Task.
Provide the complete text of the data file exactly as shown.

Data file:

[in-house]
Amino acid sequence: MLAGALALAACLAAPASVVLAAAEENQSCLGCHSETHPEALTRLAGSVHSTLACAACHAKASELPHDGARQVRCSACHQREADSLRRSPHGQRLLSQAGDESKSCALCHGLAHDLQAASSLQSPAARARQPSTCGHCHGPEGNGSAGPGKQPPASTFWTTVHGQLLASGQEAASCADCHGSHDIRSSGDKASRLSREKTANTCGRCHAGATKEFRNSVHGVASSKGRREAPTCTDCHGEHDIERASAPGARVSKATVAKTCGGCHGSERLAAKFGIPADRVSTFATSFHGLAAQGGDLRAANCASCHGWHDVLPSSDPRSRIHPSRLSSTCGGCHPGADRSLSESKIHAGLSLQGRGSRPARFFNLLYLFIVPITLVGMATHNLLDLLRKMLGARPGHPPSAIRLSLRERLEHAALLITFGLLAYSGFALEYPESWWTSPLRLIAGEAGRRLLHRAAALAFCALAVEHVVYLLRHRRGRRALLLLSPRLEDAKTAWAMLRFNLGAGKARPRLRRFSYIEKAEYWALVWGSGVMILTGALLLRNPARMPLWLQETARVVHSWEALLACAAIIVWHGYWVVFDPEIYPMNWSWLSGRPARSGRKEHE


[in-house]
Amino acid sequence: MLAGALALAACLAAPASVVLAAAEENQSCLGCHSETHPEALTRLAGSVHSTLACAACHAKASELPHDGARQVRCSACHQREADSLRRSPHGQRLLSQAGDESKSCALCHGLAHDLQAASSLQSPAARARQPSTCGHCHGPEGNGSAGPGKQPPASTFWTTVHGQLLASGQEAASCADCHGSHDIRSSGDKASRLSREKTANTCGRCHAGATKEFRNSVHGVASSKGRREAPTCTDCHGEHDIERASAPGARVSKATVAKTCGGCHGSERLAAKFGIPADRVSTFATSFHGLAAQGGDLRAANCASCHGWHDVLPSSDPRSRIHPSRLSSTCGGCHPGADRSLSESKIHAGLSLQGRGSRPARFFNLLYLFIVPITLVGMATHNLLDLLRKMLGARPGHPPSAIRLSLRERLEHAALLITFGLLAYSGFALEYPESWWTSPLRLIAGEAGRRLLHRAAALAFCALAVEHVVYLLRHRRGRRALLLLSPRLEDAKTAWAMLRFNLGAGKARPRLRRFSYIEKAEYWALVWGSGVMILTGALLLRNPARMPLWLQETARVVHSWEALLACAAIIVWHGYWVVFDPEIYPMNWSWLSGRPARSGRKEHE